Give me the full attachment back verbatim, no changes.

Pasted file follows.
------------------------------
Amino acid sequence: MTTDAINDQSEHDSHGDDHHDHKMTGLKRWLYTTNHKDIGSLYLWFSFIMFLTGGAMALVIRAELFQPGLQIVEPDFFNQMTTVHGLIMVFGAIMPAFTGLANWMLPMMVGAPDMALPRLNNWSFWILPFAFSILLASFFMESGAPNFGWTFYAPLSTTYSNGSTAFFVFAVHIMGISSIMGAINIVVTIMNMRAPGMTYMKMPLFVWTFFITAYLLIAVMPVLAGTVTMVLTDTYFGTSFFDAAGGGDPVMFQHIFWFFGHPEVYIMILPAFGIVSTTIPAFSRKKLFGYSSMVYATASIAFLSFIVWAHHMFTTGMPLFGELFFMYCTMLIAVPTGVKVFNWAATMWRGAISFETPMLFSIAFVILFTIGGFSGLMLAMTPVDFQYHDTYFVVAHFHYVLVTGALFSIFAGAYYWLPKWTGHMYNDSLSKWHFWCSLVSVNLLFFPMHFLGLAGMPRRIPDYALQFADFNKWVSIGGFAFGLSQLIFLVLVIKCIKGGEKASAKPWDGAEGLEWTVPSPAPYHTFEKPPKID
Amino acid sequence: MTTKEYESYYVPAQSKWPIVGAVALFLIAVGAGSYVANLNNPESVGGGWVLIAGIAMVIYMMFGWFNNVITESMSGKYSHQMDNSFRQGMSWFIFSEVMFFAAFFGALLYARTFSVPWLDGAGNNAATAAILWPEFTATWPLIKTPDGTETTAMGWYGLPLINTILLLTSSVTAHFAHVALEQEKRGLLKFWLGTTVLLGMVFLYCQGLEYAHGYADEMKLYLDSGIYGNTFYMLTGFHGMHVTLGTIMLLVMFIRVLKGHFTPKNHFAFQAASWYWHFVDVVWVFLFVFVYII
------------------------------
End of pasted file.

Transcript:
Amino acid sequence: MTTDAINDQSEHDSHGDDHHDHKMTGLKRWLYTTNHKDIGSLYLWFSFIMFLTGGAMALVIRAELFQPGLQIVEPDFFNQMTTVHGLIMVFGAIMPAFTGLANWMLPMMVGAPDMALPRLNNWSFWILPFAFSILLASFFMESGAPNFGWTFYAPLSTTYSNGSTAFFVFAVHIMGISSIMGAINIVVTIMNMRAPGMTYMKMPLFVWTFFITAYLLIAVMPVLAGTVTMVLTDTYFGTSFFDAAGGGDPVMFQHIFWFFGHPEVYIMILPAFGIVSTTIPAFSRKKLFGYSSMVYATASIAFLSFIVWAHHMFTTGMPLFGELFFMYCTMLIAVPTGVKVFNWAATMWRGAISFETPMLFSIAFVILFTIGGFSGLMLAMTPVDFQYHDTYFVVAHFHYVLVTGALFSIFAGAYYWLPKWTGHMYNDSLSKWHFWCSLVSVNLLFFPMHFLGLAGMPRRIPDYALQFADFNKWVSIGGFAFGLSQLIFLVLVIKCIKGGEKASAKPWDGAEGLEWTVPSPAPYHTFEKPPKID
Amino acid sequence: MTTKEYESYYVPAQSKWPIVGAVALFLIAVGAGSYVANLNNPESVGGGWVLIAGIAMVIYMMFGWFNNVITESMSGKYSHQMDNSFRQGMSWFIFSEVMFFAAFFGALLYARTFSVPWLDGAGNNAATAAILWPEFTATWPLIKTPDGTETTAMGWYGLPLINTILLLTSSVTAHFAHVALEQEKRGLLKFWLGTTVLLGMVFLYCQGLEYAHGYADEMKLYLDSGIYGNTFYMLTGFHGMHVTLGTIMLLVMFIRVLKGHFTPKNHFAFQAASWYWHFVDVVWVFLFVFVYII